Inexpensive treatment found for antibiotic-resistant bacteria causing meningitis, gonorrhea

QUEBEC CITY, Quebec — Antibiotic-resistant bacteria can make already difficult illnesses even harder to treat. They can also cause a host of different conditions, from sexually transmitted disease to life-threatening infections. While developing these new medications can sometimes cost a fortune, a team in Canada has discovered an inexpensive molecule they say can fight off bacteria causing gonorrhea and meningococcal meningitis.

Researchers from the Institut national de la recherche scientifique (INRS) these two infections affect millions of people around the globe each year. Specifically, some strains of the bacteria Neisseria gonorrhoeae have developed resistance to every effective type of antibiotic. This particular germ is responsible for gonorrhea, which infected over 580,000 people in the U.S. in 2018.

Neisseria meningitidis, which has also developed its own resistant strains, causes bacterial meningitis. Patients with this condition develop inflammation in the brain and spinal cord, symptoms which can be fatal.

The study finds that Neisseria that causes meningitis and gonorrhea can acquire genes from other bacteria; something similar germs are unable to do. They also have a low-quality DNA repair system which causes mutations and creates more antibiotic resistance. The Canadian team showed how a simple molecule, sodium tetraphenylborate, could effectively combat Neisseria in bacterial cultures.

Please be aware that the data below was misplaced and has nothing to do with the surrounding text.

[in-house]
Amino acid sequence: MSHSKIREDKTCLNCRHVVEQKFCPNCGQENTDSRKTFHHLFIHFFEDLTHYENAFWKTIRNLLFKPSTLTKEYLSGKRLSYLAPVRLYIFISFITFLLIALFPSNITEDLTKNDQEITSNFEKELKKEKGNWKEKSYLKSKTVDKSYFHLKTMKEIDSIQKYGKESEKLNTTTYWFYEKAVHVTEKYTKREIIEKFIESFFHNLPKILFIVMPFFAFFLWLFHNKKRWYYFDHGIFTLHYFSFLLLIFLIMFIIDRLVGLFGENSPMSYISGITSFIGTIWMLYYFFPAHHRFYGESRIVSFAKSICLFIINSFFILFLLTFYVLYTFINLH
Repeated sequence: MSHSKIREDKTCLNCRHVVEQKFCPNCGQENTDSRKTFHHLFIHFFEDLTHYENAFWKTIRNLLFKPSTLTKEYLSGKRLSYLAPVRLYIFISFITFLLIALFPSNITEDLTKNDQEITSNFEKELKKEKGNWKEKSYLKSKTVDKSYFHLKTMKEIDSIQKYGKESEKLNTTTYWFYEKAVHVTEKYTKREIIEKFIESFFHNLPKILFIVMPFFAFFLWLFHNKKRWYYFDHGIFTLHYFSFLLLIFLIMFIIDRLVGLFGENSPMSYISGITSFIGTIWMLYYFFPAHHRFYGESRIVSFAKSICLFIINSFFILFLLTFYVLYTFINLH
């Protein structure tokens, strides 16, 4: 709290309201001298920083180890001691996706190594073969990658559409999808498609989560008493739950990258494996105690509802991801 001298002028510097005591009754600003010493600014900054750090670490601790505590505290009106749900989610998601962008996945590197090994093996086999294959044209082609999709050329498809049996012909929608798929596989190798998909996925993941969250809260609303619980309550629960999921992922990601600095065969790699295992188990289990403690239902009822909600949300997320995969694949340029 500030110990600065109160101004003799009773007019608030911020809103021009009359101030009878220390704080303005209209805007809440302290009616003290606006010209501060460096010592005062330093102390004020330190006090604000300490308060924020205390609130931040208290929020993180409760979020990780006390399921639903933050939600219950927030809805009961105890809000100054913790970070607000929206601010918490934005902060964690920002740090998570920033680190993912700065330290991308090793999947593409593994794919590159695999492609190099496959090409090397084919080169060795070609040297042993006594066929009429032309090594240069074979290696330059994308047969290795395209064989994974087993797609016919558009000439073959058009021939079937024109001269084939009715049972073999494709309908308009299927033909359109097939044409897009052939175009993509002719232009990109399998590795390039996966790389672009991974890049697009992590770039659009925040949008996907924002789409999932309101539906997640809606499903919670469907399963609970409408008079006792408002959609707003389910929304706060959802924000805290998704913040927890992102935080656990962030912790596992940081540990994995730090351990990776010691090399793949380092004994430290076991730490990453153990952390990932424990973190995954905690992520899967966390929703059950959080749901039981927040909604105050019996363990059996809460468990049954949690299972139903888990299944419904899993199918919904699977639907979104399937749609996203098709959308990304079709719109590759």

“We noticed that the molecule only affects pathogenic Neisseria. It does not affect other types of Neisseria that are found in the upper respiratory system and can be beneficial,” says Professor Frédéric Veyrier in a university release.

“We were able to isolate strains of bacteria that were less sensitive to the treatment, but this resistance was a double-edged sword because these mutants completely lost their virulence.”

A medical mystery

Right now, researchers aren’t sure why this particular chemical compound reacts with these two versions of Neisseria. They suspect there’s a connection between sodium tetraphenylborate and the membrane of these pathogens.

The team adds this molecule’s specific ability to attack the bacteria gives researchers a chance to find out why some strains become more harmful than others. Study authors plan to modify the structure of the molecule, making it more efficient at attacking Neisseria.

The study appears in the journal Antimicrobial Agents and Chemotherapy.

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